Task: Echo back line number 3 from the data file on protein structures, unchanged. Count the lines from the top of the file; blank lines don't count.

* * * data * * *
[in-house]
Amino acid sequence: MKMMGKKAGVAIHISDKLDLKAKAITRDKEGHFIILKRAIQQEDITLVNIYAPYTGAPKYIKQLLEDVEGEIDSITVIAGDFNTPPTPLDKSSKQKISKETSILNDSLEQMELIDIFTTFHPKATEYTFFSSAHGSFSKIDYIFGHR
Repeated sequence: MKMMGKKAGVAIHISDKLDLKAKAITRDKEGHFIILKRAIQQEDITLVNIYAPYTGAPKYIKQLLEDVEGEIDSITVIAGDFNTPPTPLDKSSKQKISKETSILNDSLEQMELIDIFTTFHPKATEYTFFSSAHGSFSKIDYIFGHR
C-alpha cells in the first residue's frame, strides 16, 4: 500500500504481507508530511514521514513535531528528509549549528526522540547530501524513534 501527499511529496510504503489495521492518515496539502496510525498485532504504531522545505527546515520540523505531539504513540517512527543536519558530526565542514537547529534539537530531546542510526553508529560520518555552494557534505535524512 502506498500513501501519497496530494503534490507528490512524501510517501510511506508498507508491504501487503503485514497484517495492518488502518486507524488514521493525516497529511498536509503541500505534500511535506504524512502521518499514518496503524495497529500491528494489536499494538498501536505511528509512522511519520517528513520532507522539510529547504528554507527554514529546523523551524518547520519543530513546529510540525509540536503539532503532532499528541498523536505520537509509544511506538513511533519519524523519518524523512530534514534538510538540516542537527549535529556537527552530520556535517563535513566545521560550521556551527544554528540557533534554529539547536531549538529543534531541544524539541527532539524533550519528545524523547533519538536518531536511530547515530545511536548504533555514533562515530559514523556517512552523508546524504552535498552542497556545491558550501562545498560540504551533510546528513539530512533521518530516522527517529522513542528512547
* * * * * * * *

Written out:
Repeated sequence: MKMMGKKAGVAIHISDKLDLKAKAITRDKEGHFIILKRAIQQEDITLVNIYAPYTGAPKYIKQLLEDVEGEIDSITVIAGDFNTPPTPLDKSSKQKISKETSILNDSLEQMELIDIFTTFHPKATEYTFFSSAHGSFSKIDYIFGHR